Adjective "lauded" definition and examples

(Lauded may not be an adjective, but it can be used as an adjective, click here to find out.)

Pronunciation

/lɔːd/

Definitions and examples

verb

Praise (a person or their achievements) highly.
  1. 'her much-lauded rendering of Lady Macbeth'
  2. 'In the long term, in paradise, but also in the short term, as others from church lauded me for my suffering.'
  3. 'Ironically, when a person is able to maintain a reputation for honesty, he or she is lauded.'
  4. 'He'd been a perfect gentleman, lauding me with compliments, calling when he said he would.'
  5. 'The awards laud achievements in commercial, dramatic, and documentary film and television.'
  6. 'It may seem that I am justifying or lauding the attack.'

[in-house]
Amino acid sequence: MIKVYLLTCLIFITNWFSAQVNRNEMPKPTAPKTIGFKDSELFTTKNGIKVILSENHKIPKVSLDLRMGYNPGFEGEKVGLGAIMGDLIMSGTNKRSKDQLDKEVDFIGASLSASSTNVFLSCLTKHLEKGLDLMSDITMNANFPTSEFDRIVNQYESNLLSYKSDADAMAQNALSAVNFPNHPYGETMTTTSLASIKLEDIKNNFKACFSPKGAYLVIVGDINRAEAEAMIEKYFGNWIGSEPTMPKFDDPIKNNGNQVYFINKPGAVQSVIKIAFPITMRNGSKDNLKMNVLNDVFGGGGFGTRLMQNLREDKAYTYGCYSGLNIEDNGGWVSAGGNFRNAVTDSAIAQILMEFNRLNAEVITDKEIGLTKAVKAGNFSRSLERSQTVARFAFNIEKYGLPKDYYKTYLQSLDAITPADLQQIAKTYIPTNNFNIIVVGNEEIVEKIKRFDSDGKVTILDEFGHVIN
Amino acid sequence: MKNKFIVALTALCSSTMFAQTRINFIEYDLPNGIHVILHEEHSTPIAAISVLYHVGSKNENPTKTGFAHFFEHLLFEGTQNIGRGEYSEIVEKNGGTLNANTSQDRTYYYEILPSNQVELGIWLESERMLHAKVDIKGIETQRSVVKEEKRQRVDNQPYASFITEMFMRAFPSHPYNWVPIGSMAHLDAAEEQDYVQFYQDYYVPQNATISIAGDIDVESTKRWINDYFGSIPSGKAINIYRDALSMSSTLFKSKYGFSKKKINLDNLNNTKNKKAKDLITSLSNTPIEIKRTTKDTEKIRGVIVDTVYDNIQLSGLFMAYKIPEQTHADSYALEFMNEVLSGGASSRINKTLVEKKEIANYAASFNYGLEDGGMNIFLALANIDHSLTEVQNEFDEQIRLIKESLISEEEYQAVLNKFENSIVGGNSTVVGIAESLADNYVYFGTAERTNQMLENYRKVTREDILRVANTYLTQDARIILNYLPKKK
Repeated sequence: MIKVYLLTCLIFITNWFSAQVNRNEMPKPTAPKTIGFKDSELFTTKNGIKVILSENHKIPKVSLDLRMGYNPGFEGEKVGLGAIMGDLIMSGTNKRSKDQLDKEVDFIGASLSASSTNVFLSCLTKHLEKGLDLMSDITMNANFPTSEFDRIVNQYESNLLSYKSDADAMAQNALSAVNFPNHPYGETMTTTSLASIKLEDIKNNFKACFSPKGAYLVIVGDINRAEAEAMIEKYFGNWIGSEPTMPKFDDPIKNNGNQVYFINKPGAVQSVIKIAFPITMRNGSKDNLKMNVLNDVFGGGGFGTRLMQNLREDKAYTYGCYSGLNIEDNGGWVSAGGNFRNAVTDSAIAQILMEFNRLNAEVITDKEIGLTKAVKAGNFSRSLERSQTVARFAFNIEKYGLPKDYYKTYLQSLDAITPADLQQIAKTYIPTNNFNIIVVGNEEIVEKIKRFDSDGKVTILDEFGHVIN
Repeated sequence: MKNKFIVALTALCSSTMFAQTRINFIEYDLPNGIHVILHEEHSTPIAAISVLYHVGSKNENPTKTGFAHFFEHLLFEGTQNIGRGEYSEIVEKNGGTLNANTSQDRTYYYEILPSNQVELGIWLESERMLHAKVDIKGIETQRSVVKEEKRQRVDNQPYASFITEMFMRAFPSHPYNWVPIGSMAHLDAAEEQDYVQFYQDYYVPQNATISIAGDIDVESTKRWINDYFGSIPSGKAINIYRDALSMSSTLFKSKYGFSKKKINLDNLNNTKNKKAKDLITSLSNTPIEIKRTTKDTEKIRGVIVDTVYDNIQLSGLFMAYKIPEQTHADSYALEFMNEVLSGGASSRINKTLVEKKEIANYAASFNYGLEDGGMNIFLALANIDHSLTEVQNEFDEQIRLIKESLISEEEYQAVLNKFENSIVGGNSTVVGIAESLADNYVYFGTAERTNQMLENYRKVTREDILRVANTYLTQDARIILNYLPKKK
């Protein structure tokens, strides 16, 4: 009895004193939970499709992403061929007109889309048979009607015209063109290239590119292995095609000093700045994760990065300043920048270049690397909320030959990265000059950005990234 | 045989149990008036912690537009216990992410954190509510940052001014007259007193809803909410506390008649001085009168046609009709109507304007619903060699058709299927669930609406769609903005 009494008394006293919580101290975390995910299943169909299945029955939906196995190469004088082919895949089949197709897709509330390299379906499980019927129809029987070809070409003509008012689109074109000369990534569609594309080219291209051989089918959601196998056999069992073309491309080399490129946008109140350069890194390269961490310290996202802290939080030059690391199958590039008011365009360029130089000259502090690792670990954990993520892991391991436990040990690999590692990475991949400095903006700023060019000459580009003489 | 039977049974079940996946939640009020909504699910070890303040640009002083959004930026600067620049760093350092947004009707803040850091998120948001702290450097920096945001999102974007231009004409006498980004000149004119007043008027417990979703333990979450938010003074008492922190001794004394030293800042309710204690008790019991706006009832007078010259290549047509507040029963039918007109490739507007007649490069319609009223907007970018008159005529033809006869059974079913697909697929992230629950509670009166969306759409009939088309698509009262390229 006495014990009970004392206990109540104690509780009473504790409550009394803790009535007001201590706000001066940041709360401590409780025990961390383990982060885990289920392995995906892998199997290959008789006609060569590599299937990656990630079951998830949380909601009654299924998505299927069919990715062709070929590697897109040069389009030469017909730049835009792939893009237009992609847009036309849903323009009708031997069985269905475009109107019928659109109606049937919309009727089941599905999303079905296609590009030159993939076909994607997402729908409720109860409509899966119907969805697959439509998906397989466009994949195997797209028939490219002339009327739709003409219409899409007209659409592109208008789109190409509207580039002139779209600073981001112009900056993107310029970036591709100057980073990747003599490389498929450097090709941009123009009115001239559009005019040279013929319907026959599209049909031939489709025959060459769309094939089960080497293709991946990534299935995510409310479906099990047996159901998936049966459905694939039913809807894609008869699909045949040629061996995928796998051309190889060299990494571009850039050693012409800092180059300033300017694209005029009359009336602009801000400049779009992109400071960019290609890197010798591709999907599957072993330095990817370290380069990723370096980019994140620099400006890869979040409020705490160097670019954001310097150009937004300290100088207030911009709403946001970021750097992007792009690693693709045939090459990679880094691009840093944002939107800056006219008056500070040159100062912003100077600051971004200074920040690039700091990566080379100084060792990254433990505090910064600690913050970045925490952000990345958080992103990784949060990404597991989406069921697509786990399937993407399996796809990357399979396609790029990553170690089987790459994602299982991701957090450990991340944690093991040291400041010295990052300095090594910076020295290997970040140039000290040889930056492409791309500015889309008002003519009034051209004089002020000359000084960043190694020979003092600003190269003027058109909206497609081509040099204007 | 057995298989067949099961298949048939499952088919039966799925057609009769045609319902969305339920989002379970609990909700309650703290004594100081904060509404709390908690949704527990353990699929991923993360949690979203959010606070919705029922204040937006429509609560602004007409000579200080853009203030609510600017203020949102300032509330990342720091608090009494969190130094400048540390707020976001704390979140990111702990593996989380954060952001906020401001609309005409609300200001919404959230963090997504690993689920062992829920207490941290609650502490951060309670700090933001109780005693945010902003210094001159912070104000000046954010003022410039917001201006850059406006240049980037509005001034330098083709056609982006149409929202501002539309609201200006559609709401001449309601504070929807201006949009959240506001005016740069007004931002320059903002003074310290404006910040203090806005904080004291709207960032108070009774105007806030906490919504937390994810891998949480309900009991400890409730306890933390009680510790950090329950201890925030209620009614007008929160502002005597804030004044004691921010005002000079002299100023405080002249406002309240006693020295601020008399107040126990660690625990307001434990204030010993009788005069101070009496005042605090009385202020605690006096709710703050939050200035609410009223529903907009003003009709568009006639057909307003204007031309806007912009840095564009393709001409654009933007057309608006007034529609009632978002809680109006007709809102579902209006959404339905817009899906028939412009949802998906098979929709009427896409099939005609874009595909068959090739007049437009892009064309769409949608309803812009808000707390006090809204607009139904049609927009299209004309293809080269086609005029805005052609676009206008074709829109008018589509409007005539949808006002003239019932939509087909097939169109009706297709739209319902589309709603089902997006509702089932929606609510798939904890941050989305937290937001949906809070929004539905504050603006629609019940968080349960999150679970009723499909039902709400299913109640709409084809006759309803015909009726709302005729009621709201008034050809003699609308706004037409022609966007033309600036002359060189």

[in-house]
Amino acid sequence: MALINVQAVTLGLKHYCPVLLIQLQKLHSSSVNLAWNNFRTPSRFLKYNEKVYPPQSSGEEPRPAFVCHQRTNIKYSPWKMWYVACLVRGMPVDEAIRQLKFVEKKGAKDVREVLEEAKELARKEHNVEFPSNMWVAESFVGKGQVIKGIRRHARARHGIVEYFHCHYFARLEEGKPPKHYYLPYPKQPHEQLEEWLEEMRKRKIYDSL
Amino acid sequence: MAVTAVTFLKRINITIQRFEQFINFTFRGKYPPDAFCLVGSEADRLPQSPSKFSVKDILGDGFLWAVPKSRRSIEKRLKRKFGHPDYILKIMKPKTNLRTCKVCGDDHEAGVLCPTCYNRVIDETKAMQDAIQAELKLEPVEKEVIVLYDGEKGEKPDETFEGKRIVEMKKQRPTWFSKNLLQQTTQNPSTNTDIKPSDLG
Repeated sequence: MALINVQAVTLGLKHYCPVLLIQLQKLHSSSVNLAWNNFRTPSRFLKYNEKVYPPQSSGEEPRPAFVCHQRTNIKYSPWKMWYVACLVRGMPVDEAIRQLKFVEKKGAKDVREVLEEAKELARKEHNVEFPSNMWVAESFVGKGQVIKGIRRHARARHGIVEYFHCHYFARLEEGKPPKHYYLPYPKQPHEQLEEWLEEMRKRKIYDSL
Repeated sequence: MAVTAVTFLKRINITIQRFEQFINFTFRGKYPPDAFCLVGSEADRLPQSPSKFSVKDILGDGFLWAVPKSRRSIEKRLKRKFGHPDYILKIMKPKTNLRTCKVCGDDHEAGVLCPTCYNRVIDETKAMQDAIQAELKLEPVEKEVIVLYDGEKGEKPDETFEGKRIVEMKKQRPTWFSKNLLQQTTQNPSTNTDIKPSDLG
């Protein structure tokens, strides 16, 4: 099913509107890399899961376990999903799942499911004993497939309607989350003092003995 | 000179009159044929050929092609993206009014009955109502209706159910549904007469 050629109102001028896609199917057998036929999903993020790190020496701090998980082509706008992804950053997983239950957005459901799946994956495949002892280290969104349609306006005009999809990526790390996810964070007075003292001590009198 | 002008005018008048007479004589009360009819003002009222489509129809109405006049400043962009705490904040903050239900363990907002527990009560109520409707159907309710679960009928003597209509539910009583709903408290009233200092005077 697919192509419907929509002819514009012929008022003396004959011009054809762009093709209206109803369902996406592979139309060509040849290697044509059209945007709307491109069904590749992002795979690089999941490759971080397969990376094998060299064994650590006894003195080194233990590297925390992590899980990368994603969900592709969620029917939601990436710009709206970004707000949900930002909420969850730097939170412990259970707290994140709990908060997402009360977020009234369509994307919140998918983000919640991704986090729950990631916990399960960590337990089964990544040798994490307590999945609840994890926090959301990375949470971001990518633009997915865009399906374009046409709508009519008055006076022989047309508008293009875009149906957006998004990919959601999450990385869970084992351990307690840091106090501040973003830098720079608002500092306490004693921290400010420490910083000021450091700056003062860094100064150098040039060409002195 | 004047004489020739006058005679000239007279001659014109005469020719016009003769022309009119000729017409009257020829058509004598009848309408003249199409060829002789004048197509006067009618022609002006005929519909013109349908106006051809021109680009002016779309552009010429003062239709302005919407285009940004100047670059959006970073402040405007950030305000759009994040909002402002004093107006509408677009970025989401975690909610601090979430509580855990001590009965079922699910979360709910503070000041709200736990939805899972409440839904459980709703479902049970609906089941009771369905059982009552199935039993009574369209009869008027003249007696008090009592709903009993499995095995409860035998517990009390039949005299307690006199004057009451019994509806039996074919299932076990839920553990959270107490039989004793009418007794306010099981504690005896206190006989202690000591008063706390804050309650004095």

7. 'Now she is lauded as the beloved elder stateswoman of the tournament.'
  8. 'We took them out and carefully replaced them where we found them and ended the matter with suitable speeches, lauding ourselves for our great achievement.'
  9. 'If these people wished to laud him, they were welcome to it - he would simply sit and enjoy the rather wonderful irony.'
  10. 'As a reward, I will mention your pasta-sauce-making attempt on the mainpage and laud you and revere you for all to see.'
  11. 'Their achievements will be lauded in the hills around Killawalla for many years.'

noun

Praise.

    More definitions

    1. to praise; extol. noun

    2. a song or hymn of praise.

    3. lauds, (used with a singular or plural verb) Ecclesiastical. a canonical hour, marked especially by psalms of praise, usually recited with matins.

    More examples(as adjective)

    "statuses can be lauded."

    "players can be lauded."

    "groups can be lauded."

    Origin

    (laud)Late Middle English: the noun from Old French laude, the verb from Latin laudare, both from Latin laus, laud- ‘praise’ (see also lauds).